This unprecedented exhibition is based on the results of joint investigations by the Kyoto National Museum and the Shimane Museum of Ancient Izumo, and in it Izumo emerges as a crucially significant region of ancient Japan — both politically and spiritually. Visitors will gain not only a clearer vision of Japan's history, but also a deeper understanding of the Japanese spiritual world and its land of the gods — a place often called the home of Japan's soul.
source : Japan Times, August 2012


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. Izumo Kaido 出雲街道
The Old Trade Road of Izumo .



. Shrine, Shinto Shrine (jinja) .


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5 comments:

Gabi Greve - Basho archives said...

今宵の月磨ぎ出せ人見出雲守
こよいのつき とぎだせひとみ いずのかみ
koyoi no tsuki togidase hitomi izu no kami
or
こよひのつきとぎだせひとみいづものかみ

Matsuo Basho

Gabi Greve said...

Miho Jinja 美保神社, Shimane

Miho Shrine is located in the small fishing village of Mihonoseki, and the main deity, Kotoshiro-nushi is worshipped as the God of good fortune, fishing and safety at sea.
The deity is the child of Okuni-nushi and is also known as Ebisu.

Kuniyuzuri 国譲り The "transfer of the land."

This relates to the myth regarding the transfer of the land (kuniyuzuri 国譲り) recorded in the Kojiki and Nihonshoki. This rite is a recreation of the myth that Ōnamuchi-no-mikoto's messenger who came in a dug-out canoe called a morotabune and the enshrined deity (saijin), Kotoshirononushi-no-mikoto 事代主神, had a talk at the Mihonoseki harbor mouth regarding land transfers.
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http://wkdfestivalsaijiki.blogspot.jp/2010/12/morotabune-shinji.html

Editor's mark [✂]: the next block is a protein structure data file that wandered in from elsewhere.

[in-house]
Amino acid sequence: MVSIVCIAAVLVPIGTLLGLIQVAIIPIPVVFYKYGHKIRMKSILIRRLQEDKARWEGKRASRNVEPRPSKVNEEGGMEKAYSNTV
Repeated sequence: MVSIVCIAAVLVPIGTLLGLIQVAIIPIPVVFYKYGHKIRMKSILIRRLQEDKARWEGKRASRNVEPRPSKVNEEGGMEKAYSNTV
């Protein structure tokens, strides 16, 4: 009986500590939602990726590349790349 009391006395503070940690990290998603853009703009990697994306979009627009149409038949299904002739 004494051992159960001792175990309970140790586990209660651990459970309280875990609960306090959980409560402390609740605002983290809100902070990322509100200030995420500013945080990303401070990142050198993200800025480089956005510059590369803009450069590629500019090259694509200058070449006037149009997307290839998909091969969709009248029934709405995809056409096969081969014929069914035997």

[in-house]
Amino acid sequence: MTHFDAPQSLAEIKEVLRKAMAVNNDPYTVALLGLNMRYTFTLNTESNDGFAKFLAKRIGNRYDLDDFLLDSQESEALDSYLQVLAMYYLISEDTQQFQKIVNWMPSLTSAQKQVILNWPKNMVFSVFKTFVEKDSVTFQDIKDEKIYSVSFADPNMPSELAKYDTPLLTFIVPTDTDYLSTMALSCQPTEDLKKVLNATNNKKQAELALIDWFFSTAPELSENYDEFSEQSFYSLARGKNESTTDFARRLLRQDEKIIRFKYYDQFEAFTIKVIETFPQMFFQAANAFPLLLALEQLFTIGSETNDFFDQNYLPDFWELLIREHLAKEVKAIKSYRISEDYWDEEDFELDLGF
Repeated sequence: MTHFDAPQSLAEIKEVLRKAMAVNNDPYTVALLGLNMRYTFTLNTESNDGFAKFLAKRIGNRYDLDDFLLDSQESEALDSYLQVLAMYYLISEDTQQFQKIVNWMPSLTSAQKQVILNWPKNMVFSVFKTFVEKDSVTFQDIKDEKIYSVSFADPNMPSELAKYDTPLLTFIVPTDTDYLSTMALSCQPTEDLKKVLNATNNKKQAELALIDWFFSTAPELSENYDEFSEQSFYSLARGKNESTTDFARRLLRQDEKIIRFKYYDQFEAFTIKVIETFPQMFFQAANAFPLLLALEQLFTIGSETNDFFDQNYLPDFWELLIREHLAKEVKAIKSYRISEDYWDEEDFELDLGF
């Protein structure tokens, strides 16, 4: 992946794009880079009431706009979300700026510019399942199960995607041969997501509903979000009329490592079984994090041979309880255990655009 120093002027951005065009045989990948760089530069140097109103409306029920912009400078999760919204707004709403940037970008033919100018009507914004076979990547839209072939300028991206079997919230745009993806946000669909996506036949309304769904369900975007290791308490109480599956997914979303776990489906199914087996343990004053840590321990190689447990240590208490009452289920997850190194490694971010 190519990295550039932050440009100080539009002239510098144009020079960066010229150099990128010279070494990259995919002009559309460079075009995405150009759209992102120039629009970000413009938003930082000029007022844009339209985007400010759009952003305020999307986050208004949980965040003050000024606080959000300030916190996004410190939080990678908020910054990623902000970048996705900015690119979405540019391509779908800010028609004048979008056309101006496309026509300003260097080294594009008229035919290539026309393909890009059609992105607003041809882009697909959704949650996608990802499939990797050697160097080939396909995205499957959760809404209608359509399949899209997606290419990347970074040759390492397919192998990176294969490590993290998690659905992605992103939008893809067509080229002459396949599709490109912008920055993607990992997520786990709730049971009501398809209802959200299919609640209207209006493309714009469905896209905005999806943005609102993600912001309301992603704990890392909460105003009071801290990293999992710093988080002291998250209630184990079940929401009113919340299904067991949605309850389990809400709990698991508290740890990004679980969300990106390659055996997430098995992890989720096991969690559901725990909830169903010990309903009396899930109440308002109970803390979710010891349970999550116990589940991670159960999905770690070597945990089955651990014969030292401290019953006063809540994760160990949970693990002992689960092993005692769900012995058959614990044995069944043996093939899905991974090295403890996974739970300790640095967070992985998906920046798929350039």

Gabi Greve said...

kawari usagi 「変りウサギ」 all kinds of rabbits
出雲大社 Izumo Grand Shrine
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http://omamorifromjapan.blogspot.jp/2011/07/usagi-daikoku-rabbit.html
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Gabi Greve said...

Books about Izumo no Okuni

有吉佐和子, 出雲の阿国
.

https://www.facebook.com/groups/joysofjapan/permalink/841776912538426/
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Gabi Greve said...

Izumo no Okuni: kagura to kabuki

Izumo no okuni was the daughter of a blacksmith who started out as a miko (shrine maiden) at Izumo Shrine. She was known for her beauty and her skill at performing sacred dance (kagura). She was therefore chosen to be sent to Kyoto to raise money for the shrine, as was the custom of the age. Priests and other shrine personnel had to act as fund-raisers.

The freedom she found in the capital must have gone to Okuni’s head, for she soon turned from sacred dance to the profane. She started performing on the dry river bank of the Kamogawa, and her sensual style of dance attracted large crowds. She added humorous skits satirising the manner of lovers, and she even impersonated samurai and prostitutes. Though she sent money back to Izumo, the shrine authorities were concerned by her reputation and summoned her home. She refused.

more from Green Shinto
http://www.greenshinto.com/wp/2011/11/20/izumo-no-okuni-kagura-to-kabuki/